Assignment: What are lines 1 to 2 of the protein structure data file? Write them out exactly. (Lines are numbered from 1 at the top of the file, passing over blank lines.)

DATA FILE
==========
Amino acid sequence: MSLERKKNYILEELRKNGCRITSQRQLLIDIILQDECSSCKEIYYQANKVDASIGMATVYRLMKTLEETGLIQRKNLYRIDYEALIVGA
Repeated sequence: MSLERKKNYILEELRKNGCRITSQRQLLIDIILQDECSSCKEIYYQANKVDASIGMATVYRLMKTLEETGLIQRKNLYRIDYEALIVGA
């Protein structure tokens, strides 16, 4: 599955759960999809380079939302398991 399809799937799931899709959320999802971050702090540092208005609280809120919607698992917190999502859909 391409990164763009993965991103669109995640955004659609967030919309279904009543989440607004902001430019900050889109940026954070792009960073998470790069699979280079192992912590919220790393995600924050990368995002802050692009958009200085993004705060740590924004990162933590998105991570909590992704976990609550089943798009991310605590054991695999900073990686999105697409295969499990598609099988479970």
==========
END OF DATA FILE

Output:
Amino acid sequence: MSLERKKNYILEELRKNGCRITSQRQLLIDIILQDECSSCKEIYYQANKVDASIGMATVYRLMKTLEETGLIQRKNLYRIDYEALIVGA
Repeated sequence: MSLERKKNYILEELRKNGCRITSQRQLLIDIILQDECSSCKEIYYQANKVDASIGMATVYRLMKTLEETGLIQRKNLYRIDYEALIVGA